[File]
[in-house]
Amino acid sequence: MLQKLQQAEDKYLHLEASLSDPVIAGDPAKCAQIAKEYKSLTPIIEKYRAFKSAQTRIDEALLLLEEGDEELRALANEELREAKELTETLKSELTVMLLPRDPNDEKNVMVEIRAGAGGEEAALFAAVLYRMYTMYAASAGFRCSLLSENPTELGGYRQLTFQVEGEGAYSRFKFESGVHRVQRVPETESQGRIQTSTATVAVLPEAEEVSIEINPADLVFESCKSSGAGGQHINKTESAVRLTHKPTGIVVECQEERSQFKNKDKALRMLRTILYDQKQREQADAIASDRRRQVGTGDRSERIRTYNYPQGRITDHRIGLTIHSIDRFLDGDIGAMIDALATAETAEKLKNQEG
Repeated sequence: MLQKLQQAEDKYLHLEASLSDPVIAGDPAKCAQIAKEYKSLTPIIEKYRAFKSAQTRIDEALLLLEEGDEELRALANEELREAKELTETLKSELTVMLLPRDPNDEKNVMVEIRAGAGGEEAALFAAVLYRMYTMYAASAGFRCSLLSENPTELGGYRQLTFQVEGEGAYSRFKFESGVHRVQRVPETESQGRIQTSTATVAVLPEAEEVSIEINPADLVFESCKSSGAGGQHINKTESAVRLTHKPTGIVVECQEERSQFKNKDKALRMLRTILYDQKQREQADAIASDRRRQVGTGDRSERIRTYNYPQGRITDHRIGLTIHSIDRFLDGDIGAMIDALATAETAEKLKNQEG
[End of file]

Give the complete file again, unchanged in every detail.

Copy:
[in-house]
Amino acid sequence: MLQKLQQAEDKYLHLEASLSDPVIAGDPAKCAQIAKEYKSLTPIIEKYRAFKSAQTRIDEALLLLEEGDEELRALANEELREAKELTETLKSELTVMLLPRDPNDEKNVMVEIRAGAGGEEAALFAAVLYRMYTMYAASAGFRCSLLSENPTELGGYRQLTFQVEGEGAYSRFKFESGVHRVQRVPETESQGRIQTSTATVAVLPEAEEVSIEINPADLVFESCKSSGAGGQHINKTESAVRLTHKPTGIVVECQEERSQFKNKDKALRMLRTILYDQKQREQADAIASDRRRQVGTGDRSERIRTYNYPQGRITDHRIGLTIHSIDRFLDGDIGAMIDALATAETAEKLKNQEG
Repeated sequence: MLQKLQQAEDKYLHLEASLSDPVIAGDPAKCAQIAKEYKSLTPIIEKYRAFKSAQTRIDEALLLLEEGDEELRALANEELREAKELTETLKSELTVMLLPRDPNDEKNVMVEIRAGAGGEEAALFAAVLYRMYTMYAASAGFRCSLLSENPTELGGYRQLTFQVEGEGAYSRFKFESGVHRVQRVPETESQGRIQTSTATVAVLPEAEEVSIEINPADLVFESCKSSGAGGQHINKTESAVRLTHKPTGIVVECQEERSQFKNKDKALRMLRTILYDQKQREQADAIASDRRRQVGTGDRSERIRTYNYPQGRITDHRIGLTIHSIDRFLDGDIGAMIDALATAETAEKLKNQEG